Water-Powered Engines

Discussion in 'Spare Parts, Tools & Product Developement' started by mark2yahu, Jul 18, 2008.

  1. mark2yahu

    mark2yahu Member

    On Youtube, there are a lot of videos about water-powered cars. A Japanese company has a micro car due out in a couple of years, and some guy in Asia made a conversion kit, but some corporation is trying to make him out as a crazy man.

    What do some of you think of this; is it a hoax?

  2. sjackson

    sjackson Member

    I think it's a hoax. I'm not totally ruling it out, because the laws of science have been broken before, but I do think it's highly unlikely.
  3. Skyliner70cc

    Skyliner70cc Active Member

    There is a sucker born every minute.

    Of course it is a hoax. If it weren't, don't you think our military would be using it to fuel their vehicles?
  4. azbill

    azbill Active Member

    not a hoax...do some research
    it's called brown's gas
    electricity and H2O make HHO
    2 hydrogen molecules and 1 oxygen
    I saw a friends harley running on it the other day
  5. GasKicker

    GasKicker Member

    I've done some research on this subject and here's what I found out.
    There are online products which electrolyze water into HHO as you drive and then introduce this mixture directly into the air intake of a gasoline powered car. Most claim between 40-60% increase in fuel efficiency and a reduction in harmful emissions.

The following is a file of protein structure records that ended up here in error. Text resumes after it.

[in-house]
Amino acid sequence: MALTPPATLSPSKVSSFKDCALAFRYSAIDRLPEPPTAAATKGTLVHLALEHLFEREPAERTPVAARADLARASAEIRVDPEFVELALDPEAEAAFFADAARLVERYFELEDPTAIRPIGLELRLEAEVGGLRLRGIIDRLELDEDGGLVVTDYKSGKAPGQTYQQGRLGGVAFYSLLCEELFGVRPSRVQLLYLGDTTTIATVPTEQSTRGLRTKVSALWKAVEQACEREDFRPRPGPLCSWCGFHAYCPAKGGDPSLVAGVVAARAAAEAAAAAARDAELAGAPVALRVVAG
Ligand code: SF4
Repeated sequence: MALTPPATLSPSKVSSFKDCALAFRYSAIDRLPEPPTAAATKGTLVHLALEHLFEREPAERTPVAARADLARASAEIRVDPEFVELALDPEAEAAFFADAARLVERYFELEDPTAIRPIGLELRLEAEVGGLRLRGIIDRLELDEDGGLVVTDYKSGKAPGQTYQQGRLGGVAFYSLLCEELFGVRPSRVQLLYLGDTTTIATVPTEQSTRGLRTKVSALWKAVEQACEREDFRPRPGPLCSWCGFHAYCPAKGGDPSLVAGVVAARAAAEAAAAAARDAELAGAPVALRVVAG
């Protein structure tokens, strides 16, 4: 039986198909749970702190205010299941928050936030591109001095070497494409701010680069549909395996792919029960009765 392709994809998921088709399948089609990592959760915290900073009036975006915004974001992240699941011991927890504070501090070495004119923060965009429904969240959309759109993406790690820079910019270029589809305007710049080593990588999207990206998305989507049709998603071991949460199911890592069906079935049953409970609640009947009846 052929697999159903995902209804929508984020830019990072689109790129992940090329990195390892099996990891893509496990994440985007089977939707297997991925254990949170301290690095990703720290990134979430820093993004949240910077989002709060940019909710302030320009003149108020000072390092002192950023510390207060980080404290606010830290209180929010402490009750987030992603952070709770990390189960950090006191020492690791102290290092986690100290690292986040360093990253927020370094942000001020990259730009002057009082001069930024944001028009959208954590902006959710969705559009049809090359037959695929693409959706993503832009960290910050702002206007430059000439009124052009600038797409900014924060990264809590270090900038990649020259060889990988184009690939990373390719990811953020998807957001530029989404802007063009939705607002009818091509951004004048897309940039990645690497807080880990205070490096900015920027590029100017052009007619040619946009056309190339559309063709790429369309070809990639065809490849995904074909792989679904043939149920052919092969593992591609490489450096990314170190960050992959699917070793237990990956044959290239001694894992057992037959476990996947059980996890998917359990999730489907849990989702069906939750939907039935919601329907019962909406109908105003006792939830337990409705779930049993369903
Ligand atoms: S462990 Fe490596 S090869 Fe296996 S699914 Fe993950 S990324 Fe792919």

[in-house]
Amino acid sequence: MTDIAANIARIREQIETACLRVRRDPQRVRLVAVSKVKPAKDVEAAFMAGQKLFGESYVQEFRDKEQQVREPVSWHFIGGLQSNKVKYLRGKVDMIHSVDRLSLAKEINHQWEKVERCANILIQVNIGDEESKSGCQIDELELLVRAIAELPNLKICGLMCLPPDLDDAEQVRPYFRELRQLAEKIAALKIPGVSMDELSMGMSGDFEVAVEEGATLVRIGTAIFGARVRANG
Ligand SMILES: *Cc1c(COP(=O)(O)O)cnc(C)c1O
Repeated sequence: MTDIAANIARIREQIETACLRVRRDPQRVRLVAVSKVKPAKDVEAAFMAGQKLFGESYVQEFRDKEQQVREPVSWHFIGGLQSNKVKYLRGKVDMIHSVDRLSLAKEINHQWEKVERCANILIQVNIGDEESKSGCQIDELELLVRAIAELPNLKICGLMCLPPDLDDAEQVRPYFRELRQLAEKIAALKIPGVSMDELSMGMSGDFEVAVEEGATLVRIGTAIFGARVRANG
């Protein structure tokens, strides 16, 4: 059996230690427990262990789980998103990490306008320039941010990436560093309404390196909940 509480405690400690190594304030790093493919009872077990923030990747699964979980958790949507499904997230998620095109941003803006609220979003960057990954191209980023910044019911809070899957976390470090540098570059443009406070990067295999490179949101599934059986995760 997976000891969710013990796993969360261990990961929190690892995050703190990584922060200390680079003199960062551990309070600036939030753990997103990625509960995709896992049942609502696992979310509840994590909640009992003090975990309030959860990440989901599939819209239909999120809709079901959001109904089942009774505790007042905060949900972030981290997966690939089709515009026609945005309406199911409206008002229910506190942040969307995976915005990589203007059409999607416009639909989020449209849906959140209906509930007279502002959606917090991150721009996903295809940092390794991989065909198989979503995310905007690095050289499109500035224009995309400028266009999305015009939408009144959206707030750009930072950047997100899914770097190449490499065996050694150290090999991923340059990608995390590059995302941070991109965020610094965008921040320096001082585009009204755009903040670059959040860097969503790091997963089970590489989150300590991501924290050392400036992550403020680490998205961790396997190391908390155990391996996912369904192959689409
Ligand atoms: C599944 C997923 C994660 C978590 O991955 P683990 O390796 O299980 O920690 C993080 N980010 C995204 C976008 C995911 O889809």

My research has convinced me that the emmissions reductions are real, but that increased fuel eficiency is more on the order of 4-10%. (I'm talking about automobiles and trucks here).

    I haven't personally evaluated a particular product. I've seen them for between $49-$110. Canadian truckers are using a much more pricey system. ($2,600-$6,000).
    I want to try to build my own.

    Even at 4-10% increased fuel efficiency, it seems like a worthwhile technology.
    Search Wikipedia for "Hydrogen Fuel Enhancement". See what you think.
  6. HoughMade

    HoughMade Guest

    Electrolizing water and supplementation with hydrogen are a long way from "water powered".
  7. SimpleSimon

    SimpleSimon Active Member

    Everything I ever learned about chemistry, electrochemistry, and the nature of ionic bonds, covalent bonds, etc in molecular materials argues that there is no possible way to recover all of the energy expended in producing "Brown's Gas", let alone provide a effective fuel by itself.